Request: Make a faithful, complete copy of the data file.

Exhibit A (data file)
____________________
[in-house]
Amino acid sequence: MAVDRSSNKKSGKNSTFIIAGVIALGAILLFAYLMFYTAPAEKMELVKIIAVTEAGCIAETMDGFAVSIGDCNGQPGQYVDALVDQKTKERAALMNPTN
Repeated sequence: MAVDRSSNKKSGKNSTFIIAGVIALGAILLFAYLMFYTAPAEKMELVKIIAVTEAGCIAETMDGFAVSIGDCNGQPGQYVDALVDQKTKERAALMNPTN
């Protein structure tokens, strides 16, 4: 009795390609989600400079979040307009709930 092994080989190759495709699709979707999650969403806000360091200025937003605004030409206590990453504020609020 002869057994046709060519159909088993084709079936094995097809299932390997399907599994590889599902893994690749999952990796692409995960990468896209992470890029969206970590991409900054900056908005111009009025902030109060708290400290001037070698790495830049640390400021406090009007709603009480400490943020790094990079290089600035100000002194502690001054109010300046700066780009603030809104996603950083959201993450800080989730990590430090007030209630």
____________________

[in-house]
Amino acid sequence: MAVDRSSNKKSGKNSTFIIAGVIALGAILLFAYLMFYTAPAEKMELVKIIAVTEAGCIAETMDGFAVSIGDCNGQPGQYVDALVDQKTKERAALMNPTN
Repeated sequence: MAVDRSSNKKSGKNSTFIIAGVIALGAILLFAYLMFYTAPAEKMELVKIIAVTEAGCIAETMDGFAVSIGDCNGQPGQYVDALVDQKTKERAALMNPTN
């Protein structure tokens, strides 16, 4: 009795390609989600400079979040307009709930 092994080989190759495709699709979707999650969403806000360091200025937003605004030409206590990453504020609020 002869057994046709060519159909088993084709079936094995097809299932390997399907599994590889599902893994690749999952990796692409995960990468896209992470890029969206970590991409900054900056908005111009009025902030109060708290400290001037070698790495830049640390400021406090009007709603009480400490943020790094990079290089600035100000002194502690001054109010300046700066780009603030809104996603950083959201993450800080989730990590430090007030209630």